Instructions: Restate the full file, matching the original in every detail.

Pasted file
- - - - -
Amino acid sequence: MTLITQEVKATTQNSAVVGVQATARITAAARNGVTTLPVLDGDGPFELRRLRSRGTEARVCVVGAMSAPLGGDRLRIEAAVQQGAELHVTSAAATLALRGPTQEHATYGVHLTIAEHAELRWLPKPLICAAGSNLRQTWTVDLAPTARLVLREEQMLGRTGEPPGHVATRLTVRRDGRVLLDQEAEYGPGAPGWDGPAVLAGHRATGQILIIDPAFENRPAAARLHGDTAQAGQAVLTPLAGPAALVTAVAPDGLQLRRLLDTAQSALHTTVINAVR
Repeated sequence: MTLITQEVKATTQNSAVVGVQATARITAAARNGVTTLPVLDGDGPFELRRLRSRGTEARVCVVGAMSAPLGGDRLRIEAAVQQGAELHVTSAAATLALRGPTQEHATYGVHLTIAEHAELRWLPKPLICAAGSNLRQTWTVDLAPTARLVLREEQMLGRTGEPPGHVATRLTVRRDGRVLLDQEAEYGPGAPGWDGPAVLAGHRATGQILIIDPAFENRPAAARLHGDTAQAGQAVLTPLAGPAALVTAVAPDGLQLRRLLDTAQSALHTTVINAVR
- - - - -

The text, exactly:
Amino acid sequence: MTLITQEVKATTQNSAVVGVQATARITAAARNGVTTLPVLDGDGPFELRRLRSRGTEARVCVVGAMSAPLGGDRLRIEAAVQQGAELHVTSAAATLALRGPTQEHATYGVHLTIAEHAELRWLPKPLICAAGSNLRQTWTVDLAPTARLVLREEQMLGRTGEPPGHVATRLTVRRDGRVLLDQEAEYGPGAPGWDGPAVLAGHRATGQILIIDPAFENRPAAARLHGDTAQAGQAVLTPLAGPAALVTAVAPDGLQLRRLLDTAQSALHTTVINAVR
Repeated sequence: MTLITQEVKATTQNSAVVGVQATARITAAARNGVTTLPVLDGDGPFELRRLRSRGTEARVCVVGAMSAPLGGDRLRIEAAVQQGAELHVTSAAATLALRGPTQEHATYGVHLTIAEHAELRWLPKPLICAAGSNLRQTWTVDLAPTARLVLREEQMLGRTGEPPGHVATRLTVRRDGRVLLDQEAEYGPGAPGWDGPAVLAGHRATGQILIIDPAFENRPAAARLHGDTAQAGQAVLTPLAGPAALVTAVAPDGLQLRRLLDTAQSALHTTVINAVR